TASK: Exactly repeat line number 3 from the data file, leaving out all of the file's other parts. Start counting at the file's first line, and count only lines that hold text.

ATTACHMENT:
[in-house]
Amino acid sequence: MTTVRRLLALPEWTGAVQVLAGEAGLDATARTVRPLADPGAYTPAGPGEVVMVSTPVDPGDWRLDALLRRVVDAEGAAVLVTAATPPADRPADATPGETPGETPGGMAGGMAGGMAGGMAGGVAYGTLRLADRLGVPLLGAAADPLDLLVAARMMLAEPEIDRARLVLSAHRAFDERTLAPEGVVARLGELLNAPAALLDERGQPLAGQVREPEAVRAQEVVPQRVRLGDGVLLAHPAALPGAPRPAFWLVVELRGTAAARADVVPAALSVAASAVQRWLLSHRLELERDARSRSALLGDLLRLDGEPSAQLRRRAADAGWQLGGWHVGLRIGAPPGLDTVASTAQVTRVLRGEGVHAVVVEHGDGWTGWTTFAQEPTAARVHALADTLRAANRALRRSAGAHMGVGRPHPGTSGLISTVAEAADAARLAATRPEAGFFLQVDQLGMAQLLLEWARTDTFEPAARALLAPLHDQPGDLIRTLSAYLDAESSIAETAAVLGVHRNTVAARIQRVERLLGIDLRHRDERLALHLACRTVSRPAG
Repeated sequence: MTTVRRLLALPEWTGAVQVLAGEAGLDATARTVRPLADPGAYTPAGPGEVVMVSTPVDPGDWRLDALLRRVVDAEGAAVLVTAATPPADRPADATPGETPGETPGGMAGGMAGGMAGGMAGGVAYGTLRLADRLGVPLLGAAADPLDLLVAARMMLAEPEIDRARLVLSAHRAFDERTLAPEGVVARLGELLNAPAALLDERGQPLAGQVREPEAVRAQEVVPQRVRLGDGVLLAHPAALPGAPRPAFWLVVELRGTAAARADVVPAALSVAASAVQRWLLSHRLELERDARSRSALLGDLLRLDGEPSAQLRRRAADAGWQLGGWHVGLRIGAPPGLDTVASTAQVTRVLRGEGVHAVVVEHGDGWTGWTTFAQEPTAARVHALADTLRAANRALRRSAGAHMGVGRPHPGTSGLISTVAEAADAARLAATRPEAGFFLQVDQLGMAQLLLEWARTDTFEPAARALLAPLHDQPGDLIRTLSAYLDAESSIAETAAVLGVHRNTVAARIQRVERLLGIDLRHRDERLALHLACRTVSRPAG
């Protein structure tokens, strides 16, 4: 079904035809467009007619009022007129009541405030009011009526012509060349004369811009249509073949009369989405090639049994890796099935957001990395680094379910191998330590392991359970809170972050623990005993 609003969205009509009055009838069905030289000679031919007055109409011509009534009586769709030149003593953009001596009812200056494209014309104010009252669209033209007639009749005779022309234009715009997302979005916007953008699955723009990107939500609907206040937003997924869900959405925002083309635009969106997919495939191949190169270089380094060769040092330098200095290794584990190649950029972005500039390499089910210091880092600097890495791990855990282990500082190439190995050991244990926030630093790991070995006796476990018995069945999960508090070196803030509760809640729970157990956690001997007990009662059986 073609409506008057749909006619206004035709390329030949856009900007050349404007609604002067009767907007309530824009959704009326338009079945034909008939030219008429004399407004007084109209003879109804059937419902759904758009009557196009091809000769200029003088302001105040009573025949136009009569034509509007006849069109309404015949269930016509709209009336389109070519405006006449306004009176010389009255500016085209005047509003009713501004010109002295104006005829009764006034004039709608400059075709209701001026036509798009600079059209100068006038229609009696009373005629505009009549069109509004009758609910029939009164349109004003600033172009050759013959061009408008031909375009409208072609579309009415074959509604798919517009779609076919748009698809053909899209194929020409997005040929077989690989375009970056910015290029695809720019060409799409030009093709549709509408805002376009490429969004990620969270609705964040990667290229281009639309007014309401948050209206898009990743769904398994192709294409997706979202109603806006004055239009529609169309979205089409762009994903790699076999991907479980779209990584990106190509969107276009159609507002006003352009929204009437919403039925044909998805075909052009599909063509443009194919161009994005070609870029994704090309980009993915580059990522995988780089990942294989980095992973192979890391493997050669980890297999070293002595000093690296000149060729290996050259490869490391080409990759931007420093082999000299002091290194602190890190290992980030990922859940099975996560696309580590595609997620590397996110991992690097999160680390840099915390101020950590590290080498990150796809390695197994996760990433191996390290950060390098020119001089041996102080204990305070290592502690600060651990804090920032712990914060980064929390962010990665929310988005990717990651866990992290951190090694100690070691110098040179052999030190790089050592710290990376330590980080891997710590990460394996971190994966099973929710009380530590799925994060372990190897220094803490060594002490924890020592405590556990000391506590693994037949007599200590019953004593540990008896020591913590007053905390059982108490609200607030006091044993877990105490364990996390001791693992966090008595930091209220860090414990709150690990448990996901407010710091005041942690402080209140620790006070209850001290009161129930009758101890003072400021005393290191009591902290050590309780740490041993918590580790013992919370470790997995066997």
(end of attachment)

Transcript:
Repeated sequence: MTTVRRLLALPEWTGAVQVLAGEAGLDATARTVRPLADPGAYTPAGPGEVVMVSTPVDPGDWRLDALLRRVVDAEGAAVLVTAATPPADRPADATPGETPGETPGGMAGGMAGGMAGGMAGGVAYGTLRLADRLGVPLLGAAADPLDLLVAARMMLAEPEIDRARLVLSAHRAFDERTLAPEGVVARLGELLNAPAALLDERGQPLAGQVREPEAVRAQEVVPQRVRLGDGVLLAHPAALPGAPRPAFWLVVELRGTAAARADVVPAALSVAASAVQRWLLSHRLELERDARSRSALLGDLLRLDGEPSAQLRRRAADAGWQLGGWHVGLRIGAPPGLDTVASTAQVTRVLRGEGVHAVVVEHGDGWTGWTTFAQEPTAARVHALADTLRAANRALRRSAGAHMGVGRPHPGTSGLISTVAEAADAARLAATRPEAGFFLQVDQLGMAQLLLEWARTDTFEPAARALLAPLHDQPGDLIRTLSAYLDAESSIAETAAVLGVHRNTVAARIQRVERLLGIDLRHRDERLALHLACRTVSRPAG